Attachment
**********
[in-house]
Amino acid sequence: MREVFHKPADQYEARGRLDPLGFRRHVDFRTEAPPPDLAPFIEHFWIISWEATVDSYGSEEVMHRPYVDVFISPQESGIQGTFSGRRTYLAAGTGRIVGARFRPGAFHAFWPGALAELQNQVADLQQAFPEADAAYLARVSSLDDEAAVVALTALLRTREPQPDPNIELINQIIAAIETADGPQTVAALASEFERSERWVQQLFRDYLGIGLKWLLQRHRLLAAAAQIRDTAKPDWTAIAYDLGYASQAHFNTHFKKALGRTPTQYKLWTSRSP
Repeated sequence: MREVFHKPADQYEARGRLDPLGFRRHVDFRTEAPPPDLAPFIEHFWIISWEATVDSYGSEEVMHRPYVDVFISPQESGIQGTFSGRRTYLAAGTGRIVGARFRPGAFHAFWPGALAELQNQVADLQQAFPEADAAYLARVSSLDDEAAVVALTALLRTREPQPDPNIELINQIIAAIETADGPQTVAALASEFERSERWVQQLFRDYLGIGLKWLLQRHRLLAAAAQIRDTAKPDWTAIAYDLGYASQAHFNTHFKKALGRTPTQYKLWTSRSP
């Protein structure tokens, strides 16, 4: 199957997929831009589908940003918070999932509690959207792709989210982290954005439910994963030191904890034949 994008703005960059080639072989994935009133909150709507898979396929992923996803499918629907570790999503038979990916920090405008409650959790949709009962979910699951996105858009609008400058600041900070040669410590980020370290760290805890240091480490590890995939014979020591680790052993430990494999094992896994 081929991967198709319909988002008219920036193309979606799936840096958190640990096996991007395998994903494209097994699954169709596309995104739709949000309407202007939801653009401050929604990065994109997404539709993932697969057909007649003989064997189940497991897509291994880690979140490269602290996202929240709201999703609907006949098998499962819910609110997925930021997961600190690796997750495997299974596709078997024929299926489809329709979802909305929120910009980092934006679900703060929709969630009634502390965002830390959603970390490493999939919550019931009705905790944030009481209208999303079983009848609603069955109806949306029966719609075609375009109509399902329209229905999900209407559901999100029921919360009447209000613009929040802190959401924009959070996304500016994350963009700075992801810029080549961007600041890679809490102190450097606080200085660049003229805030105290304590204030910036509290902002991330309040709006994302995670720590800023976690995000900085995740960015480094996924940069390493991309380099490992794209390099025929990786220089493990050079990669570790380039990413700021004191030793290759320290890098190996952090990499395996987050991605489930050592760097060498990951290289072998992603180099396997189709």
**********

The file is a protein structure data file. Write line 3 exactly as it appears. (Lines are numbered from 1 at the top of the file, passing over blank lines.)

Repeated sequence: MREVFHKPADQYEARGRLDPLGFRRHVDFRTEAPPPDLAPFIEHFWIISWEATVDSYGSEEVMHRPYVDVFISPQESGIQGTFSGRRTYLAAGTGRIVGARFRPGAFHAFWPGALAELQNQVADLQQAFPEADAAYLARVSSLDDEAAVVALTALLRTREPQPDPNIELINQIIAAIETADGPQTVAALASEFERSERWVQQLFRDYLGIGLKWLLQRHRLLAAAAQIRDTAKPDWTAIAYDLGYASQAHFNTHFKKALGRTPTQYKLWTSRSP